Seattle pays the price for CHAZ
Seattle just learned a valuable civics lesson: No matter how important the cause, government cannot deprive owners of the right to access their property without first paying for it. And if it does, it shouldn’t cover up evidence by deleting thousands of text messages. The city found this out the hard way when it paid $3.6 million to settle the Capitol Hill Occupied Protest (CHOP) property damage lawsuit.
On June 8, 2020, after the killing of George Floyd by police in Minneapolis, then-Mayor Jenny Durkan ordered the Seattle Police Department to surrender an entire residential-commercial neighborhood to protesters, who christened the area the Capitol Hill Autonomous Zone (CHAZ). The police department helped block off the area, displacing residents and business owners by barricading roads.
Lacking a police presence, CHAZ quickly became rife with crime, including the fatal shooting of a special-needs teenager in cold blood. After weeks of several high-profile incidents, Durkan finally ordered the police to shut down CHAZ, allowing local owners to return to their properties. But, by then, the damage was done. Homes and businesses were damaged while police had refused to help owners access and secure their properties.
Several local residents filed a lawsuit against the city to recover damages, including those resulting from the loss of their constitutional right to access their properties. The city fought to have the owners’ takings claims thrown out of court and insisted that it merely facilitated the establishment of CHAZ in response to widespread protests — shifting the blame to the protesters, even though it was the city’s active aid that helped lead to the disturbances in the CHAZ.
But recently, Judge Thomas Zilly ruled that a jury should decide whether a deprivation of the “right to access” took place, setting up the case for trial. Evidently seeing the writing on the wall, Seattle officials agreed to settle out of court.
Access to one’s property is the foundation of all other ownership rights. After all, if you are prevented from even getting to your property, you cannot meaningfully protect it. Without access, an owner also cannot use and enjoy their property in any meaningful sense. What’s the point of owning a home or business that you can’t enter?
The right of access is so essential to property ownership that, with few exceptions, courts have long required that the government compensate owners whenever its actions substantially interfere with an owner’s right to freely come and go.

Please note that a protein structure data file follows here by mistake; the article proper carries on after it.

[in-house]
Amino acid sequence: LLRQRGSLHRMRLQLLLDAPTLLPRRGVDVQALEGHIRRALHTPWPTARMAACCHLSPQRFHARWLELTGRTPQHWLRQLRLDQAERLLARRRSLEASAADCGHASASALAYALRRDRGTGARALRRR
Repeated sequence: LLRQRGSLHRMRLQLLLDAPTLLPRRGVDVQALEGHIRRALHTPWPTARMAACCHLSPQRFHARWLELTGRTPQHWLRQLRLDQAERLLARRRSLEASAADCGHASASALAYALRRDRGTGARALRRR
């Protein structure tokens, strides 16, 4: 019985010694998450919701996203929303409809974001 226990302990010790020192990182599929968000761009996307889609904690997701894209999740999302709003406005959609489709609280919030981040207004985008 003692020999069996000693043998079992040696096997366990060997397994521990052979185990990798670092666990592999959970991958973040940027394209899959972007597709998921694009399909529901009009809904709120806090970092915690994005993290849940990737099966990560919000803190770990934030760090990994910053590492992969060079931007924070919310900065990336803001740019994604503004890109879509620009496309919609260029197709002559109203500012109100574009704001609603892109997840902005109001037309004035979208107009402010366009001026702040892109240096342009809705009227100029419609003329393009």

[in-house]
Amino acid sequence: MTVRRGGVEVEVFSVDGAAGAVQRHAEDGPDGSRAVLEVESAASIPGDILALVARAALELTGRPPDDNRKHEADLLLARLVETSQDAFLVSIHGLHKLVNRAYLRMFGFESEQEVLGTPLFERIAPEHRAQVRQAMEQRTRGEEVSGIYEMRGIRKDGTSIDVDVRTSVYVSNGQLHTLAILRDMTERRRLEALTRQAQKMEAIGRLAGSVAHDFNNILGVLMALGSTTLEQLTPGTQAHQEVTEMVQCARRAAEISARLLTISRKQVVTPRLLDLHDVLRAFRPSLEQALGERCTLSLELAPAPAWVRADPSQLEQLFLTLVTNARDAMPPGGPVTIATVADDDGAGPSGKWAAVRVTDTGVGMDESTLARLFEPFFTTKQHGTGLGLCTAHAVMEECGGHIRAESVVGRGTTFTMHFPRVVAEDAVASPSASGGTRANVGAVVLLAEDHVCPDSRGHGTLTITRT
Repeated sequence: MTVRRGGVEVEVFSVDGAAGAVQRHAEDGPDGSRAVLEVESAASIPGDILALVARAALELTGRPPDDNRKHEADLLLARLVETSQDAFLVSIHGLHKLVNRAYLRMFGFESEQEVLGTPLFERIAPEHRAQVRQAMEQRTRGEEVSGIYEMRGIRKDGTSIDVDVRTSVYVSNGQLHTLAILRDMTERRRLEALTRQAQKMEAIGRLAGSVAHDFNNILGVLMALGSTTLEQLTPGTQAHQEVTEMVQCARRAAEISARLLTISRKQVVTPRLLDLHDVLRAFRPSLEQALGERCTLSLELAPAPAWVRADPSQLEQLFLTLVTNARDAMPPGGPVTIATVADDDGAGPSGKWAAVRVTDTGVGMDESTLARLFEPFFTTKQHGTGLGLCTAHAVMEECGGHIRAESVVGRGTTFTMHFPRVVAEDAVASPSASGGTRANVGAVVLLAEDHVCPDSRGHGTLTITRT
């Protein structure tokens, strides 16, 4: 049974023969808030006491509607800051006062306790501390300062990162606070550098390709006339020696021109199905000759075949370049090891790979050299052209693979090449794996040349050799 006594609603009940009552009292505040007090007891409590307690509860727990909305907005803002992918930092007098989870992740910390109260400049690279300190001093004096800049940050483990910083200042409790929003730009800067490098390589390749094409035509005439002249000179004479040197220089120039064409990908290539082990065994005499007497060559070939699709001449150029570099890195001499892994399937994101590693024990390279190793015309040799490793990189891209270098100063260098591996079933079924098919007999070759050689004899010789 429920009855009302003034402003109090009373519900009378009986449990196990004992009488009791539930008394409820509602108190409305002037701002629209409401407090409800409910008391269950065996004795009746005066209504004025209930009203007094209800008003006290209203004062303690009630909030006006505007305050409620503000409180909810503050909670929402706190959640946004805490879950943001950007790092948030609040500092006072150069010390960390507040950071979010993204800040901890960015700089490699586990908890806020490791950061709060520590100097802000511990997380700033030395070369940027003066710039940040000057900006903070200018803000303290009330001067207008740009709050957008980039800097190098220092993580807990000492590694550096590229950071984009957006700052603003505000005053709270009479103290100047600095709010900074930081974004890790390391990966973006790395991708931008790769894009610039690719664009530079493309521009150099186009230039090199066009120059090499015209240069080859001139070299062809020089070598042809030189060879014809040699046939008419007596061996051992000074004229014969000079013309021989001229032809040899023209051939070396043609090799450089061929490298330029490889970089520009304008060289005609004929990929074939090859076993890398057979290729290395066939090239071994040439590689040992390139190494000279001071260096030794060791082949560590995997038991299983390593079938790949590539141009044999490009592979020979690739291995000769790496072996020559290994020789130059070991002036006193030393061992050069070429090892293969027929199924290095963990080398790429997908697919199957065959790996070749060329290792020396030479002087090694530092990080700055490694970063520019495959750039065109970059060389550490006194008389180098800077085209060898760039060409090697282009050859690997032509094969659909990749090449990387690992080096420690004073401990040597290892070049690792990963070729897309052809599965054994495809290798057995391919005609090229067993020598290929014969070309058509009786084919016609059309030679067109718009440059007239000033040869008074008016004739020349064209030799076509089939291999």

Protection of private property rights — such as the right of access — is fundamental to our republican form of government. In the Takings Clause, the Constitution’s authors insisted that property shall not “be taken for public use, without just compensation.” As the U.S. Supreme Court repeatedly has noted, one of the principal purposes behind the Takings Clause is “to bar Government from forcing some people alone to bear public burdens which, in all fairness and justice, should be borne by the public as a whole.”
This brings us back to the city’s choice to turn a thriving neighborhood into a police-free, occupied protest zone. That decision is just the kind that the Constitution prohibits, unless the city compensates the owners for their loss of access.
My firm, Pacific Legal Foundation, filed a friend-of-the-court brief in support of the homeowners and businesses. We advised the court that under the Fifth Amendment, the government may not grant exclusive use of public roads to private interests — it must instead always keep them open for owner access — unless it is impossible to do so.
No matter how well-intentioned, the City of Seattle’s actions led to the deprivation of some owners’ fundamental right to access their properties. The city has finally agreed to the consequences of that decision: paying for it.
Sam Spiegelman is an attorney at Pacific Legal Foundation, a nonprofit legal organization that has defended Americans’ liberties when threatened by government overreach and abuse for the past 50 years.
Copyright 2023 Nexstar Media Inc. All rights reserved. This material may not be published, broadcast, rewritten, or redistributed.